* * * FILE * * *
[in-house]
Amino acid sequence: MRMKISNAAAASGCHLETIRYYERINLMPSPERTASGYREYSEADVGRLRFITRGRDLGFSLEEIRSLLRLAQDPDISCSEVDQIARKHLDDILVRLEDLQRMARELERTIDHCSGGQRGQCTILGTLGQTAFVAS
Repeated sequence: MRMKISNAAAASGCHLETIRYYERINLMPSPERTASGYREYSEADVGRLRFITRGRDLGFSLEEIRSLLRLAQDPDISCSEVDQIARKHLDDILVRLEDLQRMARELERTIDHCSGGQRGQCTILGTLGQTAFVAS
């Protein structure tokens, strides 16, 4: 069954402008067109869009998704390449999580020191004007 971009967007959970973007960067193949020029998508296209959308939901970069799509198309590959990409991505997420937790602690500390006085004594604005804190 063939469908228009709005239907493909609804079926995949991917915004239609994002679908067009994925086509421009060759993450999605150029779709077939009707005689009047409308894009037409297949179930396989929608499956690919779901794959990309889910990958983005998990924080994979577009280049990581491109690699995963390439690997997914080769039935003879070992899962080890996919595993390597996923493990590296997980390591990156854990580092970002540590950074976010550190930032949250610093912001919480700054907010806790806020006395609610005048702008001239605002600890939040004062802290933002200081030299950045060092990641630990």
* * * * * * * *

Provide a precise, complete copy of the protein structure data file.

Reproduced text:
[in-house]
Amino acid sequence: MRMKISNAAAASGCHLETIRYYERINLMPSPERTASGYREYSEADVGRLRFITRGRDLGFSLEEIRSLLRLAQDPDISCSEVDQIARKHLDDILVRLEDLQRMARELERTIDHCSGGQRGQCTILGTLGQTAFVAS
Repeated sequence: MRMKISNAAAASGCHLETIRYYERINLMPSPERTASGYREYSEADVGRLRFITRGRDLGFSLEEIRSLLRLAQDPDISCSEVDQIARKHLDDILVRLEDLQRMARELERTIDHCSGGQRGQCTILGTLGQTAFVAS
């Protein structure tokens, strides 16, 4: 069954402008067109869009998704390449999580020191004007 971009967007959970973007960067193949020029998508296209959308939901970069799509198309590959990409991505997420937790602690500390006085004594604005804190 063939469908228009709005239907493909609804079926995949991917915004239609994002679908067009994925086509421009060759993450999605150029779709077939009707005689009047409308894009037409297949179930396989929608499956690919779901794959990309889910990958983005998990924080994979577009280049990581491109690699995963390439690997997914080769039935003879070992899962080890996919595993390597996923493990590296997980390591990156854990580092970002540590950074976010550190930032949250610093912001919480700054907010806790806020006395609610005048702008001239605002600890939040004062802290933002200081030299950045060092990641630990």